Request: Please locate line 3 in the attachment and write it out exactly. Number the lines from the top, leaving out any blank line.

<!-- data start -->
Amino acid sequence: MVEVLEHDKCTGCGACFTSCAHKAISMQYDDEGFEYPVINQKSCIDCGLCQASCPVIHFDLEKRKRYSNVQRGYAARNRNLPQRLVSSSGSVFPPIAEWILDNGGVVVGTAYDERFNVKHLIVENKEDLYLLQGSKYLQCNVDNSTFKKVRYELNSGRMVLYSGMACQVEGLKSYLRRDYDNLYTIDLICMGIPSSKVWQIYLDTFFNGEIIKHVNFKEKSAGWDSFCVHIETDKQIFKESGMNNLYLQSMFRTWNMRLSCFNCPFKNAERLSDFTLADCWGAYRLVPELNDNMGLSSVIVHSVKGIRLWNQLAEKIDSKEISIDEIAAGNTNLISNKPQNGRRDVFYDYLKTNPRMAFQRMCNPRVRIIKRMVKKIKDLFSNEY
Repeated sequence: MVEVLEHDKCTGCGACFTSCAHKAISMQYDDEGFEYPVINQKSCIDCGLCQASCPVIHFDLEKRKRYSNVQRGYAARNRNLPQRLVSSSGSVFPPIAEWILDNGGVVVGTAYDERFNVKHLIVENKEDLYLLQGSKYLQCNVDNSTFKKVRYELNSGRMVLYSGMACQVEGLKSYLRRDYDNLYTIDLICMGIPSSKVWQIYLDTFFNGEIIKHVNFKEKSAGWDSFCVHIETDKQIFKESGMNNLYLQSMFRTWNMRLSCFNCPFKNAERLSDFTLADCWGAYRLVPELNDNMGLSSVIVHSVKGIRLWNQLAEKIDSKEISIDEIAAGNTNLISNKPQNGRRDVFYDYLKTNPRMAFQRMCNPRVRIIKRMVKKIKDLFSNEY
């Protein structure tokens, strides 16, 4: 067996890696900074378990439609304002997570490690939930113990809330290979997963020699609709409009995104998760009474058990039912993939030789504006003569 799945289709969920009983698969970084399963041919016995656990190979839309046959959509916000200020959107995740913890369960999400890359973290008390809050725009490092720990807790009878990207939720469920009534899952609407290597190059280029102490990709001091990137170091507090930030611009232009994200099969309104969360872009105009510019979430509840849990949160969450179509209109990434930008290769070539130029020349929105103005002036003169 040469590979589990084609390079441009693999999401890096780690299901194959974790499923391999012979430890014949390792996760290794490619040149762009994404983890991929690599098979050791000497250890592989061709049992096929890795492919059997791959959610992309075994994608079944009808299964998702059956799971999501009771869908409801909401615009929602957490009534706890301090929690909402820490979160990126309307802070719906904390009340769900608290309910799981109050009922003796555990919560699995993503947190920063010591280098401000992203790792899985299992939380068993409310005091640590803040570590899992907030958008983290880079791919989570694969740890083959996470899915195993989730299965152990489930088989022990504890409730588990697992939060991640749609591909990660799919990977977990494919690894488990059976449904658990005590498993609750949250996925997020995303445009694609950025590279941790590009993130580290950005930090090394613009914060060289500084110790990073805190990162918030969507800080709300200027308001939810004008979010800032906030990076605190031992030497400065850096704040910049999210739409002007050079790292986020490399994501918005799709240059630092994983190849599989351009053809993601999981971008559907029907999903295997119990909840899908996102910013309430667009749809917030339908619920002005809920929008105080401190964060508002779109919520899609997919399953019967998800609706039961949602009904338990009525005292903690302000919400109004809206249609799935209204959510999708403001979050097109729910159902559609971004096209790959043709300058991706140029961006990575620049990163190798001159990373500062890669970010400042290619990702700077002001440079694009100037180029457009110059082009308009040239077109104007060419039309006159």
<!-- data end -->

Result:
């Protein structure tokens, strides 16, 4: 067996890696900074378990439609304002997570490690939930113990809330290979997963020699609709409009995104998760009474058990039912993939030789504006003569 799945289709969920009983698969970084399963041919016995656990190979839309046959959509916000200020959107995740913890369960999400890359973290008390809050725009490092720990807790009878990207939720469920009534899952609407290597190059280029102490990709001091990137170091507090930030611009232009994200099969309104969360872009105009510019979430509840849990949160969450179509209109990434930008290769070539130029020349929105103005002036003169 040469590979589990084609390079441009693999999401890096780690299901194959974790499923391999012979430890014949390792996760290794490619040149762009994404983890991929690599098979050791000497250890592989061709049992096929890795492919059997791959959610992309075994994608079944009808299964998702059956799971999501009771869908409801909401615009929602957490009534706890301090929690909402820490979160990126309307802070719906904390009340769900608290309910799981109050009922003796555990919560699995993503947190920063010591280098401000992203790792899985299992939380068993409310005091640590803040570590899992907030958008983290880079791919989570694969740890083959996470899915195993989730299965152990489930088989022990504890409730588990697992939060991640749609591909990660799919990977977990494919690894488990059976449904658990005590498993609750949250996925997020995303445009694609950025590279941790590009993130580290950005930090090394613009914060060289500084110790990073805190990162918030969507800080709300200027308001939810004008979010800032906030990076605190031992030497400065850096704040910049999210739409002007050079790292986020490399994501918005799709240059630092994983190849599989351009053809993601999981971008559907029907999903295997119990909840899908996102910013309430667009749809917030339908619920002005809920929008105080401190964060508002779109919520899609997919399953019967998800609706039961949602009904338990009525005292903690302000919400109004809206249609799935209204959510999708403001979050097109729910159902559609971004096209790959043709300058991706140029961006990575620049990163190798001159990373500062890669970010400042290619990702700077002001440079694009100037180029457009110059082009308009040239077109104007060419039309006159």